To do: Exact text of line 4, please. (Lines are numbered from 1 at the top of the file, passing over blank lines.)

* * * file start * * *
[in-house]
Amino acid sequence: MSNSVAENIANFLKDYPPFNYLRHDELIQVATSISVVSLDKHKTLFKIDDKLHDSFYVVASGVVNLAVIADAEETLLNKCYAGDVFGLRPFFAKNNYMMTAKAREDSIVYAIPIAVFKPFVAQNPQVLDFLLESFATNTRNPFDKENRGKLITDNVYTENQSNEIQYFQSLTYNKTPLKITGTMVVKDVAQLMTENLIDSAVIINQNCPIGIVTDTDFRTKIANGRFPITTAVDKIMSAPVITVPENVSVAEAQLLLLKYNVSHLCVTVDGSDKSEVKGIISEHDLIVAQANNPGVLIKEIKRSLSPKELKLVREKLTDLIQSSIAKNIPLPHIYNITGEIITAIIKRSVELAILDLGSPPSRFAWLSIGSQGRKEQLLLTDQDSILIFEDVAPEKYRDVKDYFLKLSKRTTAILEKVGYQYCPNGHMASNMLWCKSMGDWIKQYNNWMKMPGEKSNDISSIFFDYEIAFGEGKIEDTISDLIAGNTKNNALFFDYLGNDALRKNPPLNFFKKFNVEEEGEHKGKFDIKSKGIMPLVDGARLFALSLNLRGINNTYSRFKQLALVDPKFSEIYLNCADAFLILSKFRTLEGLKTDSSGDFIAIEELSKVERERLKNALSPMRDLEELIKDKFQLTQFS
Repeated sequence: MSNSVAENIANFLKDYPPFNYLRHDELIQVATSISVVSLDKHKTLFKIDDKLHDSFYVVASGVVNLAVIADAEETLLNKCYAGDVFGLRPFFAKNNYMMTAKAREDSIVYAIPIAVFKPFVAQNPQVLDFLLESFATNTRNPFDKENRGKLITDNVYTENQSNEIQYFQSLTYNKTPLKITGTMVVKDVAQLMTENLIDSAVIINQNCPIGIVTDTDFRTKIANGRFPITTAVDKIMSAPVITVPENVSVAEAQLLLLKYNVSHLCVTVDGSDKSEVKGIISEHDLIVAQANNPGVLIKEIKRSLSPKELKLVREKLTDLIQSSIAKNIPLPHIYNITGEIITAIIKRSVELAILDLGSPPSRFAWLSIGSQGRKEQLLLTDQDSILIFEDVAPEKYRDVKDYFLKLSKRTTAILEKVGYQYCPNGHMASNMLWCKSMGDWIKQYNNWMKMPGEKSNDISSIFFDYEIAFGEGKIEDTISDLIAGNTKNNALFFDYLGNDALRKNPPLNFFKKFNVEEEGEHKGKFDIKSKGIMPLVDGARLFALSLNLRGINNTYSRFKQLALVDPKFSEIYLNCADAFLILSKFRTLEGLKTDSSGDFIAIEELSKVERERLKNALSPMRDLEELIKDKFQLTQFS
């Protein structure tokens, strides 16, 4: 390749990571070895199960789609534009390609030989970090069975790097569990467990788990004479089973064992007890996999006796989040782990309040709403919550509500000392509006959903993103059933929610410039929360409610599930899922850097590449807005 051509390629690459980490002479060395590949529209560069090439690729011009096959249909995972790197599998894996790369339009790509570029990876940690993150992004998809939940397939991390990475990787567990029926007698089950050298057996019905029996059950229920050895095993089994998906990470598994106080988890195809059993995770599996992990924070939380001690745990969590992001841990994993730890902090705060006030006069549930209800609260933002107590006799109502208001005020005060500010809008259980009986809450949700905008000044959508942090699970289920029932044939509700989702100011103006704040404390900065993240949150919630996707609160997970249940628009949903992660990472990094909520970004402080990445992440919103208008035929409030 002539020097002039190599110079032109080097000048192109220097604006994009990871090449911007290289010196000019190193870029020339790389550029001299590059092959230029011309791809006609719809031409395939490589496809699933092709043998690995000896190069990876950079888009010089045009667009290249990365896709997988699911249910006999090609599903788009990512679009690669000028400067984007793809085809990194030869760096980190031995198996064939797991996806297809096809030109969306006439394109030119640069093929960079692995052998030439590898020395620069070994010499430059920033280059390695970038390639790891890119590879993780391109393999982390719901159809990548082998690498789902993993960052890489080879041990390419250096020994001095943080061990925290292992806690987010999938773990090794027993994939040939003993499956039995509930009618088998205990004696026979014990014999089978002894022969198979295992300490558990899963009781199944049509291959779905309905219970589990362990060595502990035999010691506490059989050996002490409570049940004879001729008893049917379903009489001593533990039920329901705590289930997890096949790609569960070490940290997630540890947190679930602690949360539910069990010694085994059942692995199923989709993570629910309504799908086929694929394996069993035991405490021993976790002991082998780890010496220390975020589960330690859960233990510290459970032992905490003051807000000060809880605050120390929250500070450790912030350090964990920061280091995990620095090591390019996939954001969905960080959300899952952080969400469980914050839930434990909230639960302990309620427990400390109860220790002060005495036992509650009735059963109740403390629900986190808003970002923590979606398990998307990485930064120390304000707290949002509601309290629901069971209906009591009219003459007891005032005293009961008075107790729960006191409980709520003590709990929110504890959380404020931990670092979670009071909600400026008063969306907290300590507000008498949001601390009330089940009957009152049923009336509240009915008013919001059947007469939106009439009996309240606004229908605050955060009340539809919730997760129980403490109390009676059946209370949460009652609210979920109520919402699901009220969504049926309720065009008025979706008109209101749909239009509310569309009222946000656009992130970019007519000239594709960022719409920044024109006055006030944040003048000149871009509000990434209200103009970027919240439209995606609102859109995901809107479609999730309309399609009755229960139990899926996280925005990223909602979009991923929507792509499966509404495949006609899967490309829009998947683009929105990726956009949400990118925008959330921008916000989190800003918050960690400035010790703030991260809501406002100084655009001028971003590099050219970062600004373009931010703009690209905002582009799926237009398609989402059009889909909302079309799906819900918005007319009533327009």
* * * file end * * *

């Protein structure tokens, strides 16, 4: 390749990571070895199960789609534009390609030989970090069975790097569990467990788990004479089973064992007890996999006796989040782990309040709403919550509500000392509006959903993103059933929610410039929360409610599930899922850097590449807005 051509390629690459980490002479060395590949529209560069090439690729011009096959249909995972790197599998894996790369339009790509570029990876940690993150992004998809939940397939991390990475990787567990029926007698089950050298057996019905029996059950229920050895095993089994998906990470598994106080988890195809059993995770599996992990924070939380001690745990969590992001841990994993730890902090705060006030006069549930209800609260933002107590006799109502208001005020005060500010809008259980009986809450949700905008000044959508942090699970289920029932044939509700989702100011103006704040404390900065993240949150919630996707609160997970249940628009949903992660990472990094909520970004402080990445992440919103208008035929409030 002539020097002039190599110079032109080097000048192109220097604006994009990871090449911007290289010196000019190193870029020339790389550029001299590059092959230029011309791809006609719809031409395939490589496809699933092709043998690995000896190069990876950079888009010089045009667009290249990365896709997988699911249910006999090609599903788009990512679009690669000028400067984007793809085809990194030869760096980190031995198996064939797991996806297809096809030109969306006439394109030119640069093929960079692995052998030439590898020395620069070994010499430059920033280059390695970038390639790891890119590879993780391109393999982390719901159809990548082998690498789902993993960052890489080879041990390419250096020994001095943080061990925290292992806690987010999938773990090794027993994939040939003993499956039995509930009618088998205990004696026979014990014999089978002894022969198979295992300490558990899963009781199944049509291959779905309905219970589990362990060595502990035999010691506490059989050996002490409570049940004879001729008893049917379903009489001593533990039920329901705590289930997890096949790609569960070490940290997630540890947190679930602690949360539910069990010694085994059942692995199923989709993570629910309504799908086929694929394996069993035991405490021993976790002991082998780890010496220390975020589960330690859960233990510290459970032992905490003051807000000060809880605050120390929250500070450790912030350090964990920061280091995990620095090591390019996939954001969905960080959300899952952080969400469980914050839930434990909230639960302990309620427990400390109860220790002060005495036992509650009735059963109740403390629900986190808003970002923590979606398990998307990485930064120390304000707290949002509601309290629901069971209906009591009219003459007891005032005293009961008075107790729960006191409980709520003590709990929110504890959380404020931990670092979670009071909600400026008063969306907290300590507000008498949001601390009330089940009957009152049923009336509240009915008013919001059947007469939106009439009996309240606004229908605050955060009340539809919730997760129980403490109390009676059946209370949460009652609210979920109520919402699901009220969504049926309720065009008025979706008109209101749909239009509310569309009222946000656009992130970019007519000239594709960022719409920044024109006055006030944040003048000149871009509000990434209200103009970027919240439209995606609102859109995901809107479609999730309309399609009755229960139990899926996280925005990223909602979009991923929507792509499966509404495949006609899967490309829009998947683009929105990726956009949400990118925008959330921008916000989190800003918050960690400035010790703030991260809501406002100084655009001028971003590099050219970062600004373009931010703009690209905002582009799926237009398609989402059009889909909302079309799906819900918005007319009533327009």